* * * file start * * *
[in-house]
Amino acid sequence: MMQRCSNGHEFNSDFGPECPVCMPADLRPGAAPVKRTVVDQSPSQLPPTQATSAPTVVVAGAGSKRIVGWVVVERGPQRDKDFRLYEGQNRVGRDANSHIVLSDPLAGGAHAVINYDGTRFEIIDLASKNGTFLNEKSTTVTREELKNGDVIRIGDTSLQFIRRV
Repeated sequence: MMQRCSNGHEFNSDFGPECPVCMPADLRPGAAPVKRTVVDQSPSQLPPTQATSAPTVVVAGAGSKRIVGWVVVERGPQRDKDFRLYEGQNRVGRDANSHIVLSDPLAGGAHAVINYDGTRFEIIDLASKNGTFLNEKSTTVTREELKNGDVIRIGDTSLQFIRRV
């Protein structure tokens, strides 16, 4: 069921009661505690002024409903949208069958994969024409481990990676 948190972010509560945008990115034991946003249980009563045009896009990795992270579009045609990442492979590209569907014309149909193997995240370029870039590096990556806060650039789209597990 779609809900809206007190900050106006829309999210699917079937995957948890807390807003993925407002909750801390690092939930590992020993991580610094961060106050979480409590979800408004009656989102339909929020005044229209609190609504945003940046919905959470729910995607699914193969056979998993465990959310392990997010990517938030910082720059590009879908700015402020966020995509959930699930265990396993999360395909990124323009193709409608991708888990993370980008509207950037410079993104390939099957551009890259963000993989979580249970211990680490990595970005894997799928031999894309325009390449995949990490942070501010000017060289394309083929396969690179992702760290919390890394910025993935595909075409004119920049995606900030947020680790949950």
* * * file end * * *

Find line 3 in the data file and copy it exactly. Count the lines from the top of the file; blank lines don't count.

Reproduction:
Repeated sequence: MMQRCSNGHEFNSDFGPECPVCMPADLRPGAAPVKRTVVDQSPSQLPPTQATSAPTVVVAGAGSKRIVGWVVVERGPQRDKDFRLYEGQNRVGRDANSHIVLSDPLAGGAHAVINYDGTRFEIIDLASKNGTFLNEKSTTVTREELKNGDVIRIGDTSLQFIRRV